US 4647442 A
An improved method of synthesis for a composition comprising crystalline silicophosphoaluminate (MCM-2) is provided. The composition has ion-exchange properties and is readily convertible to catalytically active material. The synthesis method requires two liquid phases comprising a suitable organic or inorganic directing agent and specific reactants, including a specific aluminum phosphate of the ALPO-5 structure.
1. A method for preparing an MCM-2 material, said method comprising the steps of:
(i) providing a synthesis mixture comprising a liquid organic phase and a liquid aqueous phase, said organic phase comprising an organic solvent immiscible with water and a silicon source soluble in said solvent, said aqueous phase comprising dissolved or partially dissolved AlPO.sub.4 -5 crystalline aluminum phosphate, said synthesis mixture further comprising a tetraethylammonium directing agent;
(ii) maintaining said reaction mixture under sufficient crystallization conditions until crystals of said MCM-2 are formed; and
(iii) recovering said MCM-2.
2. A method according to claim 1, wherein the organic solvent immiscible with water is a C.sub.5 -C.sub.10 alcohol.
A two-phase synthesis reaction mixture was prepared with the organic phase comprised of 60 g 1-hexanol and 10 g Si(OC.sub.2 H.sub.5).sub.4, and the aqueous phase comprised of 23.1 g H.sub.3 PO.sub.4 (85%), 10 g Al.sub.2 O.sub.3, 84 g TPAOH (25%) and 30 g H.sub.2 O. The reaction mixture as a whole had a composition incuding 10.8% Si, 45.0% P and 44.2% Al, the percentages atomic. The directing agent in the organic phase was the TPAOH, i.e. tetrapropylammonium hydroxide.
The reaction mixture was heated at 50 and matained at that temperature for 168 hours until crystals of silicophosphoaluminate formed. Starting pH was between 5 and 7.
The crystalline product was separated from the reaction mixture by filtration, water washed and then dried at 80 crystals were analyzed to contain 17.5% Si, 37.2% P and 45.4% Al, percentages atomic, and to be large in size. A sample of the as synthesized silicophosphoaluminate was then submitted for X-ray analysis and found to be a crystalline molecular sieve exhibiting the diffraction lines shown in Table 2.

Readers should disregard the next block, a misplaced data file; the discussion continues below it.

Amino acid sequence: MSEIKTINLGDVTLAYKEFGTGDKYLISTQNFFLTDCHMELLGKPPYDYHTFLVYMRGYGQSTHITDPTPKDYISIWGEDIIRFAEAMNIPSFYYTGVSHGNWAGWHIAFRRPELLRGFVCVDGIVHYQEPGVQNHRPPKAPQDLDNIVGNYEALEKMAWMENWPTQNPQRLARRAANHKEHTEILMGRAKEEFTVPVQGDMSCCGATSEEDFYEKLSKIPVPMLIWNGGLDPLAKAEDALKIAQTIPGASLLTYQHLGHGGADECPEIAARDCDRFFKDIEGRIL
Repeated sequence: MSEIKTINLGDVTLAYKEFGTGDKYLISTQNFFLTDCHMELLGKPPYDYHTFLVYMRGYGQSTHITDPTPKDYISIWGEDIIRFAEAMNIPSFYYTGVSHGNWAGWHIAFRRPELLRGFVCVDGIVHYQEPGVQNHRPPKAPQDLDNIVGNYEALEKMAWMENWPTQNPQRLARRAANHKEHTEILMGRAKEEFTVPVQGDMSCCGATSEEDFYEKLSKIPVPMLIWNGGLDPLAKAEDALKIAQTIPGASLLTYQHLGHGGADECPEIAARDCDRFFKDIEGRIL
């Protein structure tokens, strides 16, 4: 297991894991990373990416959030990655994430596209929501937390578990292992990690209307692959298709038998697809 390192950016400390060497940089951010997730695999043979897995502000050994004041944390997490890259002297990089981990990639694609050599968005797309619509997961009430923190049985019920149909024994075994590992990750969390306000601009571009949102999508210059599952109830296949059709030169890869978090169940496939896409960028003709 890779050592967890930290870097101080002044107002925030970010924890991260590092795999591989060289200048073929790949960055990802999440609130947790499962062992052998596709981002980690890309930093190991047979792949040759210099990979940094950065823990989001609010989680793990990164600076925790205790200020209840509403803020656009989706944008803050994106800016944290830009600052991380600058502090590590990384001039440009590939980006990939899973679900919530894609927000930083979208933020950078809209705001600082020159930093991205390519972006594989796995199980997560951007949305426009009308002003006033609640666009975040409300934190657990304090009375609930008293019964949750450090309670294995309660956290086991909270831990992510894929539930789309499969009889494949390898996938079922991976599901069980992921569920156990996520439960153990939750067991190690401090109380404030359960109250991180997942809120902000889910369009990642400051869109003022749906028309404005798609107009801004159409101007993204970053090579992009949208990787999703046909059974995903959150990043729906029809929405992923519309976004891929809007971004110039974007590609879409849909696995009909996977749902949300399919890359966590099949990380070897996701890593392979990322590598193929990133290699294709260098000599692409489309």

TABLE 2______________________________________Interplanar Observed Relatived-Spacing (A) 2 Intensiity, I/Io______________________________________9.2412 9.563 99.216.8600 12.894 24.936.4868 13.640 7.486.2515 14.155 14.655.5144 16.059 72.904.8868 18.138 21.384.8257 18.370 11.674.3030 20.624 100.004.2584 20.843 23.574.0000 22.205 5.003.8400 23.142 5.003.5075 25.373 21.423.4376 25.897 22.893.3947 26.230 7.273.1239 28.550 1.773.0495 29.262 14.073.0160 29.594 5.902.9190 30.601 33.972.8492 31.370 25.06______________________________________
The synthesis of Example 1 was repeated except that the aqueous phase contained 17.0 g Al.sub.2 O.sub.3. The resulting product crystalline silicophosphoaluminate was of small crystal size with 13.2% Si, 36.3% P and 50.5% Al, percentages atomic.
A quantity of the crystalline silicophosphoaluminate of Example 1 was calcined at 450 analyzed. The results are presented in Table 3.
TABLE 3______________________________________Interplanar Observed Relatived-Spacing (A) 2 Intensity, I/Io______________________________________9.2476 9.556 100.006.8414 12.929 23.346.2800 14.090 2.005.5050 16.087 16.614.9465 17.918 5.054.6200 19.194 2.004.2923 20.676 35.993.8415 23.134 4.723.5423 25.119 6.973.4266 25.982 7.733.2100 27.768 2.003.1600 28.216 2.002.9086 30.174 15.302.8621 31.226 8.93______________________________________
A two-phase synthesis reaction mixture was prepared with the organic phase comprised of 60 g 1-hexanol and 10 g Si(OC.sub.2 H.sub.5).sub.4, and the aqueous phase comprised of 23.1 g H.sub.3 PO.sub.4 (85%), 10 g Al.sub.2 O.sub.3, and 71 g H.sub.2 O. Thirty-seven grams of tetraethylammonium hydroxide (TEAOH, 40%) and 2 ml of 5.10.sup.-2 M CsOH were added as directing agents. The reaction mixture as a whole had a composition including 10.8% Si, 45.1% P and 44.1% Al, the percentages atomic.
The reaction mixture was heated at 50 C. and maintained at that temperature for 24 hours. It was then heated to 180 mixing was obtained by spinning at 800 rpm. Starting pH was 6.5; ending pH was 6.